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Ruth 1:1-5

In the days when the judges ruled in Israel, a severe famine came upon the land. So a man from Bethlehem in Judah left his home and went to live in the country of Moab, taking his wife and two sons with him. The man’s name was Elimelech, and his wife was Naomi. Their two sons were Mahlon and Kilion. They were Ephrathites from Bethlehem in the land of Judah. And when they reached Moab, they settled there. Then Elimelech died, and Naomi was left with her two sons. The two sons married Moabite women. One married a woman named Orpah, and the other a woman named Ruth. But about ten years later, both Mahlon and Kilion died. This left Naomi alone, without her two sons or her husband.


1:1-2 - Within the first two verses, we are introduced to the historical timeframe, setting, and characters. The timescale is in the days of the Judges (refer to the Book of the Judges) and is believed to be in Gideon's time as Judge (Judges 6) because of the setting and famine. A man of Bethlehem left Judah and went to Moab; although it does not say why this man left Bethlehem and chose Moab, it is likely because he discovered Moab's land was not experiencing a famine. The Moabites were excluded from being the people of God because of their worship of Chemosh, a god much like Baal.

The man is identified as Elimelech, and his wife was Naomi. Their two sons were Mahlon and Kilion. They were Ephrathites, an old name for the region and possibly indicating a wealthy family. This information also bears significance by its mere mention of the family being Ephrathites as it connects to a coming messiah, according to Micah 5:2. The conclusion to verse does bring with it a depressing statement; they settled there. A family with such significance has decided to leave the chosen nation for something that appears better. The grass may seem greener on the other side, but as we will see, it is not.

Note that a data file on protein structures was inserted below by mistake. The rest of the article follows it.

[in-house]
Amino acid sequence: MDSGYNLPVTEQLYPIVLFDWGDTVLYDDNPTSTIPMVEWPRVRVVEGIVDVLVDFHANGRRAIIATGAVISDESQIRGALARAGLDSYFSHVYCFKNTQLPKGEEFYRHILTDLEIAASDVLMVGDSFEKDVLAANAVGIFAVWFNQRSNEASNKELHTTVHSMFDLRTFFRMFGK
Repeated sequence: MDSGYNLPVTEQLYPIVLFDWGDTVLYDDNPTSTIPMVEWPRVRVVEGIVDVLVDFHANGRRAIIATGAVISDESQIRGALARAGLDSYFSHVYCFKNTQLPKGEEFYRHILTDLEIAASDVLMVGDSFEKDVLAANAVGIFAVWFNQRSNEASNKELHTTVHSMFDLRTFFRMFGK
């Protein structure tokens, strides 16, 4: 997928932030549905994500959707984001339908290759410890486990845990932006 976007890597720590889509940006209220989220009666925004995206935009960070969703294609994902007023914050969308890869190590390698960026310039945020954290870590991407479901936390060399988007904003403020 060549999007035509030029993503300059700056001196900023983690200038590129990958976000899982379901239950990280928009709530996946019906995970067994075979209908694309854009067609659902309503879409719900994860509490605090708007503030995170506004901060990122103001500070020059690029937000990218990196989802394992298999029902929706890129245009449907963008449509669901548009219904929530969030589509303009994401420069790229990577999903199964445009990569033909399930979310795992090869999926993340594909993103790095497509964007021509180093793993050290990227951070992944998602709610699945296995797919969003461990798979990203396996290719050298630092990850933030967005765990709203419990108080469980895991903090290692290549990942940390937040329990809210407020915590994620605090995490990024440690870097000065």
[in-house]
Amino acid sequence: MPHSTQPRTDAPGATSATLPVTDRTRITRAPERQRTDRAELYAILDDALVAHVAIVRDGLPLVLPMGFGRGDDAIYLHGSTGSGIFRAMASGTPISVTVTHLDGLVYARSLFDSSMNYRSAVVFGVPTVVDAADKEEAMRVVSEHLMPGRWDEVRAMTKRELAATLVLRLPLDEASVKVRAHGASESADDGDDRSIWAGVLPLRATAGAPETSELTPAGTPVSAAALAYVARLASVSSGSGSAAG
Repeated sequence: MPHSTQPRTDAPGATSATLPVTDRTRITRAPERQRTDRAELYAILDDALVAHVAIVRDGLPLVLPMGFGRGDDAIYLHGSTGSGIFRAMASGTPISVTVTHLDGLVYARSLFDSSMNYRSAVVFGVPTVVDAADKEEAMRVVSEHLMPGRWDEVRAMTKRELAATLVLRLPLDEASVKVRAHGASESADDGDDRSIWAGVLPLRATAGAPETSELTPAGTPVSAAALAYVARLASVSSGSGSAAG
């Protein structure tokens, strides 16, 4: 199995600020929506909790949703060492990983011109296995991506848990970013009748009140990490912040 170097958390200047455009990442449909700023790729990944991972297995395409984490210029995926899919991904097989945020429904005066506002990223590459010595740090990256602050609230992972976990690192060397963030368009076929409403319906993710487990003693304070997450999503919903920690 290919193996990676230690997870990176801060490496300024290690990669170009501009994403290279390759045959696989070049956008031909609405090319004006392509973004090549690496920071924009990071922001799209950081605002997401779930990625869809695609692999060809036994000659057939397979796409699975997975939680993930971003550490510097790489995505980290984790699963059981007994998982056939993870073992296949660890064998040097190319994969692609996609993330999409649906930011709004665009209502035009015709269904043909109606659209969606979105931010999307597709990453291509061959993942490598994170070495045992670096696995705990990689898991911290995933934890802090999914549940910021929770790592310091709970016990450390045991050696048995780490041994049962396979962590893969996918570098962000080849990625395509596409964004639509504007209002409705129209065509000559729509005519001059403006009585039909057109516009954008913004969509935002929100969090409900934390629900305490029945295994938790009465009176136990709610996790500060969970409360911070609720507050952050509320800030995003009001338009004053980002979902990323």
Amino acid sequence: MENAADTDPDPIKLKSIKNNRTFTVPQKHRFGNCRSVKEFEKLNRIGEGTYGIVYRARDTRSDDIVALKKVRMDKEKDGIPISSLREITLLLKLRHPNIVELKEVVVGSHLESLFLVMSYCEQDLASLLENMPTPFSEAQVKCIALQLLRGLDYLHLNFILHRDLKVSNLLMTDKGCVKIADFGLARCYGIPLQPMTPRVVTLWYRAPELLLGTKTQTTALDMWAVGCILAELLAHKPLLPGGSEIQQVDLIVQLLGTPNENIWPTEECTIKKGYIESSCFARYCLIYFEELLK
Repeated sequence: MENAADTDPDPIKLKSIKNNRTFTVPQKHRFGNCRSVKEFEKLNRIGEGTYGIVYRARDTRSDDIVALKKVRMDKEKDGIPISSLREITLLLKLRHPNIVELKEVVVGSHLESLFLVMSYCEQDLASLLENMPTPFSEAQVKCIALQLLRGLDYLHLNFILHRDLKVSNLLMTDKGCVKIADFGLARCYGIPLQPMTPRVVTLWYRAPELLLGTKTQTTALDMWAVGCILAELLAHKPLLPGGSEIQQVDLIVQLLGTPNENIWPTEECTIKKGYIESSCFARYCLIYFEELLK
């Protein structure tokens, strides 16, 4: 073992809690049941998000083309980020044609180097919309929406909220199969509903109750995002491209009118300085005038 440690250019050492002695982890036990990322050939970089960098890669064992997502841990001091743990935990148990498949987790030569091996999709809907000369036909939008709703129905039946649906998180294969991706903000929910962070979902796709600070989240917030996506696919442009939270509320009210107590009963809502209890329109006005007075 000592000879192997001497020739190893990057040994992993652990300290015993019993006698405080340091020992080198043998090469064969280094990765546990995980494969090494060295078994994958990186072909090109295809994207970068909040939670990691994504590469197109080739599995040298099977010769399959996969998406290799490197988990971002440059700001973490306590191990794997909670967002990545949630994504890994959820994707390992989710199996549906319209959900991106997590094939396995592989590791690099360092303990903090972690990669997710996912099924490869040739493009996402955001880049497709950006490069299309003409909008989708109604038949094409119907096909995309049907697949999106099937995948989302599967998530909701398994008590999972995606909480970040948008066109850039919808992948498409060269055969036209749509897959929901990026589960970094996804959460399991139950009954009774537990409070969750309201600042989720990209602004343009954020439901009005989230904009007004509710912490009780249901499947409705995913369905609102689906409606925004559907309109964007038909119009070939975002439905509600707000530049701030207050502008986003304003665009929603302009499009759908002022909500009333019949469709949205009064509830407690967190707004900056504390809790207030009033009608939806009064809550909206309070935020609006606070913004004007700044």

1:3-5 - After reading about four people, we immediately read the obituaries of three. Elimelech dies, leaving his wife Naomi, a widow. But Naomi still has her two sons that are now adults. Mahlon and Kilion marry two Moabite women, which would have been a violation of God's law (Deut. 7:3-4). The reason for such an ordinance becomes more apparent with Solomon's experience in (1 Kings 11:1-6) and has to do with the temptation to serve the gods of one's foreign wife. The importance of being equally yoked, i.e., in the same faith. The two women were Orpah and Ruth; nothing shares information about the family worship traditions, whether they worship the Lord of Israel or Chemosh. And about ten years have now gone by in this way; the family continues to live in the same way and the same location, proving that the move from the Promise Land to Moab was for good.

But then we come upon the death of both Mahlon and Kilion, making Orpah and Ruth widows like their mother-in-law Naomi. And Naomi is left now with no one, just her two daughters-in-law. Ironically, this family's very reason to leave Bethlehem was to escape death, but three of the four have still perished. Jewish tradition states that these three men's death is God's punishment upon a family that left the chosen land. But the text does not make this argument clear. Naomi has experienced great personal grief. She is now a stranger in a foreign land. A woman alone at this time is a horrific outcome. The men were the providers and suppliers; a woman, even with two daughters-in-law, would not provide the same living style. But an even darker outcome exists for Naomi, there is no heir. The family name would not carry on.


  1. What is the significance of these first five verses? Comment below.

  2. Spend time reading and studying verses 6-14.



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